EBA neglects GDPR in RegTech consultation | AML, CFT

The European Banking Authority (EBA) launched a RegTech industry survey, inviting financial institutions and ICT third party providers, to share their views and experience on the use of RegTech solutions. EBA is mainly interested in the following functions of technology-enabled innovation (RegTech):

• Anti Money-Laundering / Combating the Financing of Terrorism (AML/CFT) – on going monitoring of the business relationship and/or transaction monitoring
• Creditworthiness assessment
• Compliance with security requirements and standards (information security, cybersecurity, payment services) and/or
• Supervisory reporting

EBA directs the survey only to financial institutions and ICT-providers and does not include data protection questions, though the General Data Protection Regulation (GDPR) should be of major concern of both types of respondents.

AML/CFT & creditworthiness data processing and GDPR
Processing AML/CFT and creditworthiness information includes a lot of personal data and involves activities that qualify as ‘profiling’ in the meaning of the GDPR.

The general principles of GDPR involve data minimalisation (article 5) and respecting the rights of data subjects (chapter III). Article 12 GDPR requires that controllers (financial institutions) take appropriate measures to provide any information referred to in Articles 13 and 14 and any communication under Articles 15 to 22 and 34 relating to processing to the data subject in a concise, transparent, intelligible and easily accessible form, using clear and plain language. This includes that all data subjects involved in the processing of personal data in relation to AML/CFT and creditworthiness assessment will be informed in accordance with chapter III GDPR, have the right to know what personal data are processed and the right obtain the the rectification of inaccurate personal data concerning him or her. According to article 22 GDPR a data subject shall have the right not to be subject to a decision based solely on automated processing, including profiling, which produces legal effects concerning him or her or similarly significantly affects him or her, unless the decision is authorised by Union or Member State law to which the controller (the financial institution) is subject and which also lays down suitable measures to safeguard the data subject’s rights and freedoms and legitimate interests.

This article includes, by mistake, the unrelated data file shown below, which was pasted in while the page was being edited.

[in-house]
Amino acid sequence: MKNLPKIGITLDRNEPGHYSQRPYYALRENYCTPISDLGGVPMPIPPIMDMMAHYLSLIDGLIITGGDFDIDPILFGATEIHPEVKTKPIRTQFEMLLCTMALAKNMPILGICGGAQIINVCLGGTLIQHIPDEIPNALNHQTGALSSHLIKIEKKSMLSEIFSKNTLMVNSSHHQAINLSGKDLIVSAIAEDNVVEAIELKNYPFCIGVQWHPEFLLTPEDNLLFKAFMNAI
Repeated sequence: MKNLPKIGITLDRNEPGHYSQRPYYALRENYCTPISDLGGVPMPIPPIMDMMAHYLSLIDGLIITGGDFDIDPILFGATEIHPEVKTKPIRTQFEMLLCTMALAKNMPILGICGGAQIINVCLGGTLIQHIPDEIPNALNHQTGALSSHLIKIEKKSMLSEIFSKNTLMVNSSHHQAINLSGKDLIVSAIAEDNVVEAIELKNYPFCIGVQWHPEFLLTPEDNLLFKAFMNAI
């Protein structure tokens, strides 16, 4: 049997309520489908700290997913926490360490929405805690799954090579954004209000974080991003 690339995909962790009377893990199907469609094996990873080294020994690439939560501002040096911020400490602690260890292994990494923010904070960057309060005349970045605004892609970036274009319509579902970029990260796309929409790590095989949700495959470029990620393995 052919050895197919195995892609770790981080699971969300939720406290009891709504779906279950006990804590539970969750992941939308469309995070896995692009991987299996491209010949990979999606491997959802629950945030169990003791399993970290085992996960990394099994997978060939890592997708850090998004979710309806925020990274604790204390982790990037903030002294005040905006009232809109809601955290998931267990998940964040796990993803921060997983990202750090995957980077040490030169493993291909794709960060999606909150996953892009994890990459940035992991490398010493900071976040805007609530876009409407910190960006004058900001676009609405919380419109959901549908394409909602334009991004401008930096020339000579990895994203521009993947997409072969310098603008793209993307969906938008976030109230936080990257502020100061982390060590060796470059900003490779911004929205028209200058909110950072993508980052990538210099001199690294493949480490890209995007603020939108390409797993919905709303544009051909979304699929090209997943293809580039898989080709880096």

According to GDPR [1] it is the responsibility of financial institutions to select their ICT-providers and providers of AML/CFT/creditworthiness data carefully and check these providers on the integrity of its management and employees, compliance with legislation (including GDPR), the quality of data-processing and technical quality of the systems. The quality of data-processing includes scrutinising that:

  • the data are collected in accordance with GDPR (when processing AML/CFT and creditworthiness information, financial institutions use external sources of information);
  • adequate data protection impact assessments are taking place regularly;
  • profiling is done in accordance with GDPR;
  • there are adequate systems in place to draw attention to bugs, mistakes, misinterpretation of data and discriminatory effects;
  • there are adequate facilities for all data subjects involved to know what information is processed about them, check the correctness of the recorded data;
  • data subjects are adequately informed on the risk category they are placed in and have means of discussing categorization with the financial institution.

RegTech services of high quality may facilitate the adequate observance by financial institutions of GDPR and may prevent discriminatory practices as occurred in the Netherlands in the ‘SyRI’ case [2]. SyRI was the responsibility of the Dutch government, but may also occur in financial institutions.

Missed opportunity
By not including GDPR in the questionnaire EBA is missing the opportunity to inspect the data protection quality of RegTech solutions and improve the observance of GDPR.

Even better it would be when EBA includes organisations representing those affected by by the AML/CFT and creditworthiness processing activities of financial institutions, like consumer- and privacy organisations and organisations representing companies and NGO’s.

[1] Probably also required by financial law.
[2] Judgment (in Dutch). [Interview]: Curtailing the surveillance state? Anticipating the SyRI case judgment, Asser Institute; Welfare surveillance system violates human rights, Dutch court rules, The Guardian.


More information:

EBA consultation:


  • Text of GDPR (html).
  • The European Data Protection Supervisor (EDPS) published an opinion on the European Commission’s action plan for a comprehensive Union policy on preventing money laundering and terrorism financing: “Data Protection requirements must go hand in hand with the prevention of money laundering and terrorism financing“: announcementopinion.
  • All EDPS’ publications on AML.

Over Ellen Timmer

Weblog: https://ellentimmer.com/ ||| Microblog: https://mastodon.nl/@ellent ||| Motto: goede bedoelingen rechtvaardigen geen slechte regels
Dit bericht werd geplaatst in English - posts in English on this blog, Europa, Financieel recht, onder meer Wft, Wtt, Fraude, witwasbestrijding, Wwft, Grondrechten, ICT, privacy, e-commerce en getagged met , , , , , , , , . Maak dit favoriet permalink.

Geef een reactie

Vul je gegevens in of klik op een icoon om in te loggen.

WordPress.com logo

Je reageert onder je WordPress.com account. Log uit /  Bijwerken )

Facebook foto

Je reageert onder je Facebook account. Log uit /  Bijwerken )

Verbinden met %s